In These New Times

A new paradigm for a post-imperial world

Globalisation: Multipolar World or New World Order?

Posted by seumasach on March 11, 2010

Globalisation: Multipolar World or New World Order?

Cailean Bochanan

11th March, 2010

A proliferation of articles, mainly, I think,  from the left have over the recent period exposed elite plans for a New World Order, meaning a world government enforcing the dictates of London, Washington and their allies. They make grim reading, and one comes away with a feeling of hopelessness in the face of such awesome power: there seems an air of inevitability about the triumph of this new order in its military and economic wars against all comers.  The end goal of US/UK is, through NATO, the establishment of global hegemony, but a little more doubt about the realization of these grandiose goals might be in order. Whilst these writers point to the growing power of empire, albeit from an  oppositional perspective, we at ITNT have been pointing to the emergence of a multipolar world with multiple foci of opposition to the globalisation of Anglo-American power. This markedly different perspective has struck me as an oddity, since we are both on the same side, that of opposition to US/UK imperialism. What could lie behind it?

In fact, the perspective of multipolarity, a world with several balancing centres of power, has little resonance on the left at all. Whenever I have raised it I have had it played back to me as “inter-imperialist” rivalries. This neo-Leninist viewpoint sees the rivalries between China and the US as inter -imperialist. In other words, according to this perspective China is an imperialist power. The logic here could be that China is a capitalist power, therefore, it is an imperial power. Therefore all nations are imperialist since they are now all capitalist. We can shout from the streets of Washington and London,”Down with Brazilian imperialism!” or “Venezuela out of Honduras!” or “Las Malvinas son de Inglaterra!”. Clearly there is a superficiality about this school of thought. An imperialist power must satisfy at least two criteria: it must benefit from its relationship with its victims and that relationship must be coercive, based on military force. In other words, it must be a colonial type relationship. China has developed ties with African countries like Sudan and Zimbabwe but they are not of a colonial type, the agreements between them are voluntary. China is an exporter of capital and that sounds like imperialism from a Leninist perspective but it would only be if those exports came down the barrel of a gun. China isn’t force feeding low interest loans to these countries as drugs were once force fed to it. It isn’t looting them or invading them to install puppet governments. No, the inter-imperialist thesis is definitely a dubious one. At best, it is a mechanical transposition of Lenin’s theory which was even at the time superficial, failing to clearly distinguish emerging productivist economies like Germany from the clearly parasitic British Empire run from the City of London. At worst, of course, it is an excellent apology for US aggression against China or  anyone else who gets in their way.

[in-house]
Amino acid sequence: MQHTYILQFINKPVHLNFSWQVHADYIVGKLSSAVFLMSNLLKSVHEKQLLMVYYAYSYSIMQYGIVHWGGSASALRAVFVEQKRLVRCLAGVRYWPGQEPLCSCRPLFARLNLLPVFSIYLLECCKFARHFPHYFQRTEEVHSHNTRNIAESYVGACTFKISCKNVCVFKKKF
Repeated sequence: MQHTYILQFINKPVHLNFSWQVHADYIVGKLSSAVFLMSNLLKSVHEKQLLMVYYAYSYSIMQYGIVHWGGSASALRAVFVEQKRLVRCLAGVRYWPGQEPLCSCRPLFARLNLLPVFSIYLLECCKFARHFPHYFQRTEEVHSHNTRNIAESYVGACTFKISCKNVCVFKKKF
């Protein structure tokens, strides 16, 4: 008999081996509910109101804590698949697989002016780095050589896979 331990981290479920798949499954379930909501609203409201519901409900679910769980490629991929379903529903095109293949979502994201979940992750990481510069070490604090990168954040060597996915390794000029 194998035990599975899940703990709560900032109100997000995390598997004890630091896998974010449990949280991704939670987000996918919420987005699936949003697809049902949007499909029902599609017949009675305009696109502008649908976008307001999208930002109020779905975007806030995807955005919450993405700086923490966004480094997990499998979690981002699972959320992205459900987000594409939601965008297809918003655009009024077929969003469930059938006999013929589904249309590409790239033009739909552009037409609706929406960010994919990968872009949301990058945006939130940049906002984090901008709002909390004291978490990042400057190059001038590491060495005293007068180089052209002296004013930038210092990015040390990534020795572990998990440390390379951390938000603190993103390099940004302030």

But there is another variant of NWO theory. In this case, everyone is in it together, selling out their own and entering into vassalage to Washington. This hypercapitalism is particularly frightening for those of us who held some hopes for the Bolivarista revolution or the emergence of the Shanghai Cooperation Organisation. These, apparently, are not counterpoles at all but are merely going to share the spoils of ripping off the whole planet. Giulietto Chiessa of the World Political Forum expressed in like this:

“La vérité est que nous nous dirigeons vers une super-société globale gouvernée par une super-classe globale de super-riches de toutes les régions du globe.”

[“The truth is that we are heading a global super-society governed by a global super-class of the super-rich of all regions of the world”]